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Caffeine is the most consumed psychoactive substance in the world, including during pregnancy. Christophe Bernard, Inserm research director, and his team within the "1106 Institut de Neurosciences des Systèmes" unit (Inserm/Aix-Marseille University), have recently described certain harmful effects after caffeine consumption by female mice during pregnancy on the brains of their offspring. This work, despite performed in rodents, suggests that careful studies should be performed to assess the consequences of caffeine consumption by women during pregnancy.

These results are being published in the Science Translational Medicine review of 7th of August 2013.

Many substances have a direct effect on brain function, by modifying the activity of neurons. This applies to antidepressants, anti-anxiety drugs, nicotine, alcohol and recreational drugs such as cannabis, heroin, cocaine, etc. These substances, known as psychoactive substances, bind to proteins present in brain cells and modify their activity. When consumed during pregnancy some of these psychoactive substances can affect the construction of the fetal brain, as the proteins to which they bind play key roles in brain development. The consumption of some of these substances is thus strongly discouraged during pregnancy.

Researchers from the "1106 Institut de Neurosciences des Systèmes" unit (Inserm/Aix-Marseille University) reproduced regular coffee consumption in female mice (equivalent to 3 cups of coffee a day for a human), throughout pregnancy until the weaning of the offspring, by adding caffeine to the drinking water.

"The baby mice showed enhanced susceptibility to epileptogenic conditions and, when reaching adulthood, we detected significant spatial memory problems, i.e. difficulty in identifying their position in their environment" explained Christophe Bernard, Inserm research director.
The research team managed to identify the mechanism responsible for the deleterious effects of caffeine on the developing brain. During development, some cells are generated in specific cerebral regions, and later migrate to the regions where they will function. This is the case for neurons releasing GABA – a principal chemical mediator in the brain - which later migrate to, among other locations, the hippocampus, a brain region that plays a key role in memory formation.

Caffeine directly influences the migration of these neurons, which contain a particular receptor called A2A. When caffeine binds to these A2A receptors, the migration speed of these neurons is decreased. The cells therefore reach their intended destination later than planned. This delayed migration affects the construction of the brain with effects seen at birth (cellular excitability and susceptibility to seizures) and during adulthood (loss of neurons and memory deficits on certain tests).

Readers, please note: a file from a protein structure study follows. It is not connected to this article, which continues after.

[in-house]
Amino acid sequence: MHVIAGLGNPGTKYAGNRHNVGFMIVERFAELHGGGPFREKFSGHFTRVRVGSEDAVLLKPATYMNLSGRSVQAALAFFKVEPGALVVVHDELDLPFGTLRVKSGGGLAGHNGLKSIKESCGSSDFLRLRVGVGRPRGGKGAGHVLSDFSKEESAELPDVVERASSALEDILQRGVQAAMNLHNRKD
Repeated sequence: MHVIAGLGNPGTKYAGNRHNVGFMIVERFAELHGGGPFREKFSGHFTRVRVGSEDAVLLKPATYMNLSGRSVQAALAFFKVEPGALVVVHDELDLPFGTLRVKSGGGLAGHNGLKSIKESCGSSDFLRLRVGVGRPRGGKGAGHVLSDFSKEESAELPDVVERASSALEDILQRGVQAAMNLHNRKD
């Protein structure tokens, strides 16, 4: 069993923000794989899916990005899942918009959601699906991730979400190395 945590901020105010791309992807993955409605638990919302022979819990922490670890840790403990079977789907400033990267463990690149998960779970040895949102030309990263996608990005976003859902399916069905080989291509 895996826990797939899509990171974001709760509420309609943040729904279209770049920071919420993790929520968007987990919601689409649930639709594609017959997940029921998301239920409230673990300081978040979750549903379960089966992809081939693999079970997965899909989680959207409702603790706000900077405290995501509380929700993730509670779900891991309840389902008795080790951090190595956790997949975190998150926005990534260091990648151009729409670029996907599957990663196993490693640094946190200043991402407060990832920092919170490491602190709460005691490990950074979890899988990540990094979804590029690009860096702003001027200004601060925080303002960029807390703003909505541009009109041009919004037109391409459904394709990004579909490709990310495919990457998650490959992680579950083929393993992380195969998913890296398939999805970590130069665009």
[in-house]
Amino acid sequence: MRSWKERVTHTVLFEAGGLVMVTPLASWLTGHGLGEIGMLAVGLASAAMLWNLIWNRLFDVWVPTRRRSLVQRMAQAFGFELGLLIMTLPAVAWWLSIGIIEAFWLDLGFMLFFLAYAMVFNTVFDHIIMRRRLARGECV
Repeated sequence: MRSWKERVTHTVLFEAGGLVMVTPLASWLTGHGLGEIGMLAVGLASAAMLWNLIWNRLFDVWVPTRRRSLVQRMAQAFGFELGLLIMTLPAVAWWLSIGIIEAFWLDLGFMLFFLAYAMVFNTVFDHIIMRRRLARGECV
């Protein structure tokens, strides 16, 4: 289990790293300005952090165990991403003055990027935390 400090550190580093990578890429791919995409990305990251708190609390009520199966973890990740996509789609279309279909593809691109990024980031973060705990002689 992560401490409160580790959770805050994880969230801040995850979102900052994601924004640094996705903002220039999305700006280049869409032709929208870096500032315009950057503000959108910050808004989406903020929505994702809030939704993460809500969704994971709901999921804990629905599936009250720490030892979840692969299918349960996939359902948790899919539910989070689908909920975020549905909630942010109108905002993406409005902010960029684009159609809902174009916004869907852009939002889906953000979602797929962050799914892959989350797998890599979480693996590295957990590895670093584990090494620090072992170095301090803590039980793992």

Given their observations in mice, the authors suggest developing longitudinal studies---both short-term and, above all, long-term---to assess the consequences for newborns. Newborns may be exposed to caffeine, either during pregnancy and/or during breastfeeding, or if the child is treated for sleep apnea using a caffeine citrate based treatment.

"This study is the first demonstration of the harmful effects of exposure to caffeine on the developing brain. Although this study raises the question of caffeine consumption by pregnant women, it is necessary to reiterate the difficulty of extrapolating these results obtained in rodents to the human population without taking into consideration the differences in brain development and maturation between the species", highlighted the main author of the study.

Adenosine Receptor Antagonists Including Caffeine Alter Fetal Brain Development in Mice.

Carla G. Silva (1,2,3)#, Christine Métin (4,5), A. Walid Fazeli (6), Nuno J. Machado (3), Sanja Darmopil (1,2,7), Pierre-Serge Launay (4,5), Antoine Ghestem (1,2), Marie-Pascale Nesa (1,2), Emilie Bassot (1,2), Eszter Szabó (3), Younis Baqi (8), Christa E. Müller (8), Angelo R. Tomé (3,9), Anton Ivanov (1,2), Dirk Isbrandt (6), Yuri Zilberter (1,2), Rodrigo A. Cunha (3,10), Monique Esclapez (1,2)*, Christophe Bernard (1,2) #*
(1) INSERM UMR1106, Institut de Neurosciences des Systèmes, Marseille, France
(2) Aix-Marseille Université, Marseille, France
(3) CNC - Center for Neuroscience and Cell Biology, University of Coimbra, Coimbra, Portugal
(4) INSERM UMR-S 839, Institut du Fer à Moulin, Paris, France
(5) Université Pierre & Marie Curie, Paris, France
(6) Experimental Neuropediatrics, University Medical Center Hamburg-Eppendorf, Hamburg, Germany
(7) Department of Anatomy, Croatian Institute for Brain Research, School of Medicine, University of Zagreb, Zagreb, Croatia.
(8) PharmaCenter Bonn, Pharmaceutical Institute, Pharmaceutical Chemistry I, Pharmaceutical Sciences Bonn (PSB), University of Bonn, Germany
(9) Department of Life Sciences, Faculty of Sciences and Technology, University of Coimbra, Portugal
(10) Faculty of Medicine, University of Coimbra, Portugal

*Equally contributing last authors
Science Translational Medicine, august 7th, 2013



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